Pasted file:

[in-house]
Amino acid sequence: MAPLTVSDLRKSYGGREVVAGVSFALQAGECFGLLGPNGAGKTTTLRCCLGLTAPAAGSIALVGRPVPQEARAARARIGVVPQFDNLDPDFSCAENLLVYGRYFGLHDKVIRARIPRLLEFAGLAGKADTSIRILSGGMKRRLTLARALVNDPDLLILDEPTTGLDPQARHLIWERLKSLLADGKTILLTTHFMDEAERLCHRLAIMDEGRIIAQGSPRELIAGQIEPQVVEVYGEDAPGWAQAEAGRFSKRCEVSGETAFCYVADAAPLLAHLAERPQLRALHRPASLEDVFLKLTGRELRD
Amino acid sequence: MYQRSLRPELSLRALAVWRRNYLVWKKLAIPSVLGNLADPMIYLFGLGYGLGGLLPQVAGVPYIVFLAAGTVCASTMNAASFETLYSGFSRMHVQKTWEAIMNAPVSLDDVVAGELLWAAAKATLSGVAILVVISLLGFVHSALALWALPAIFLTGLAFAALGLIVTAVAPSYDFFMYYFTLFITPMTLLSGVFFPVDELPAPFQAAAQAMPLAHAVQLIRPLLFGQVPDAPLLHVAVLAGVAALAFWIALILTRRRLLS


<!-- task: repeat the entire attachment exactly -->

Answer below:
[in-house]
Amino acid sequence: MAPLTVSDLRKSYGGREVVAGVSFALQAGECFGLLGPNGAGKTTTLRCCLGLTAPAAGSIALVGRPVPQEARAARARIGVVPQFDNLDPDFSCAENLLVYGRYFGLHDKVIRARIPRLLEFAGLAGKADTSIRILSGGMKRRLTLARALVNDPDLLILDEPTTGLDPQARHLIWERLKSLLADGKTILLTTHFMDEAERLCHRLAIMDEGRIIAQGSPRELIAGQIEPQVVEVYGEDAPGWAQAEAGRFSKRCEVSGETAFCYVADAAPLLAHLAERPQLRALHRPASLEDVFLKLTGRELRD
Amino acid sequence: MYQRSLRPELSLRALAVWRRNYLVWKKLAIPSVLGNLADPMIYLFGLGYGLGGLLPQVAGVPYIVFLAAGTVCASTMNAASFETLYSGFSRMHVQKTWEAIMNAPVSLDDVVAGELLWAAAKATLSGVAILVVISLLGFVHSALALWALPAIFLTGLAFAALGLIVTAVAPSYDFFMYYFTLFITPMTLLSGVFFPVDELPAPFQAAAQAMPLAHAVQLIRPLLFGQVPDAPLLHVAVLAGVAALAFWIALILTRRRLLS